In Psystar, the Ninth Circuit held that the restrictions in Apple’s SLA were closer to those in Triad than in Practice Management, and thus affirmed the district court’s order holding that Psystar was not entitled to rely on the defense of copyright misuse. In Psystar, Apple licensed its Mac OS X copyrighted operating system software, either preinstalled on its computers or in a stand-alone retail-packaged DVD for the sole purpose of enabling Apple’s existing customers to upgrade their computers to the latest version of Apple’s operating system. Apple also uses “lock-and-key” technology, which prevents its operating system from operating on non-Apple computers. In 2008, Psystar began selling its own “Open” computers with an unopened copy of Apple’s retail-packaged DVD operating system software to run on Psystar’s computers. Psystar was able to make Apple’s operating system work on Psystar’s computers by engineering a work-around of Apple’s lock-and-key technology.
Apple sued Psystar under various theories, including copyright infringement, and Psystar asserted the doctrine of copyright misuse as a defense. The district court granted Apple’s motion for summary judgment, holding that Psystar’s use of Apple’s licensed software was not “fair use,” that Psystar infringed Apple’s copyrights and exclusive right to create derivative works, that Apple’s SLA did not constitute copyright misuse, and that Psystar’s use of decryption software to access Apple’s operating system violated the Digital Millennium Copyright Act (“DMCA”). Apple, Inc. v. Psystar Corp., 673 F. Supp. 2d 931 (N.D. Cal. 2009). The district court also entered a permanent injunction enjoining Psystar from infringing Apple’s copyrights. Apple, Inc. v. Psystar Corp., 673 F. Supp. 2d 943 (N.D. Cal. 2009).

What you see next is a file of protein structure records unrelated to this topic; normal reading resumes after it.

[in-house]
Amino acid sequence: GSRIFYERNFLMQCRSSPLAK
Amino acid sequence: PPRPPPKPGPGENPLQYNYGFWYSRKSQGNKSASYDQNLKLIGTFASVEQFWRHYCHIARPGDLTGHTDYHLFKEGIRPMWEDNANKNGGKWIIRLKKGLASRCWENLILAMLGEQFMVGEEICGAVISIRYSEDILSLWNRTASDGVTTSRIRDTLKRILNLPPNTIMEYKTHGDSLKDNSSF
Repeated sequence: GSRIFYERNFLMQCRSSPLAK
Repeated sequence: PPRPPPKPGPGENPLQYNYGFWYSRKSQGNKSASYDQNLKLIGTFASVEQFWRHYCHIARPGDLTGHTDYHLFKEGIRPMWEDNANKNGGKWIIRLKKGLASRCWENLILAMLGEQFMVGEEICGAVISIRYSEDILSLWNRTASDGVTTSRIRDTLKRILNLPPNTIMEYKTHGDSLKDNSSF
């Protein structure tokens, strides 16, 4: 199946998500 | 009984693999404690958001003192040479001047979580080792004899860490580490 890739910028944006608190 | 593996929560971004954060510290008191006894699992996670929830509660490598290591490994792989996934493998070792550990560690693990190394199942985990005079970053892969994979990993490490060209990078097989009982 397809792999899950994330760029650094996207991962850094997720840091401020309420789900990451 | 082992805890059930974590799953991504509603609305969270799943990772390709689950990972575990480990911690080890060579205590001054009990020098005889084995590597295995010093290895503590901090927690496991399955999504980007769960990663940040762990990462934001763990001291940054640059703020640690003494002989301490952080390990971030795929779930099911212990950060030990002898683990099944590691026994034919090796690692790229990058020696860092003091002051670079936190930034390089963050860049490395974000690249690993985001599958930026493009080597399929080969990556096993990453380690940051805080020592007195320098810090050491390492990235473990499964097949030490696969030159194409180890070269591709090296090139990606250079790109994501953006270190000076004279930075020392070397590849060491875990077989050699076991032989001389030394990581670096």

The Ninth Circuit affirmed the district court’s liability findings, but reversed a separate order by the district court sealing certain Apple documents filed in the action. After holding that Apple’s SLA was not a “sale,” but rather created a licensor/licensee relationship, the Ninth Circuit rejected Psystar’s claim that Apple’s SLA was unduly restrictive, and therefore, constituted copyright misuse. Concluding that the case before it was similar to its earlier decision in Practice Management, the court held that Apple’s SLA “merely restricts the use of Apple’s own software to its own hardware,” it does not preclude others from “independently developing and using their own operating systems,” and thus Psystar is free to develop its own software for its own computers. The court also distinguished the Fifth Circuit’s decision in Alcatel, noting that the license in that case effectively prevented the development of competing products, whereas in Psystar, the defendant could independently develop whatever hardware and software products it wanted. The Ninth Circuit also affirmed the district court’s permanent injunction against Psystar.
In Psystar the Ninth Circuit noted that it has applied the doctrine of copyright misuse “sparingly.” Indeed, in distinguishing Triad and Alcatel, the court reiterated that this is a narrow defense available only in cases where the subject license actually “prevents the development of competing products.” Whether Psystar will petition the Supreme Court for review, or whether the Supreme Court will even accept review of the Ninth Circuit’s decision, is unclear. What is clear is that copyright owners—and not just software manufacturers—are increasingly using licenses to help them retain control over the use of their products. And while the Ninth Circuit’s decisions in Psystar, Practice Management, and Triad demonstrate that all copyright misuse cases are intensely fact specific, Psystar teaches that licensing restrictions will generally be upheld unless they are abusive or improperly stifle competition.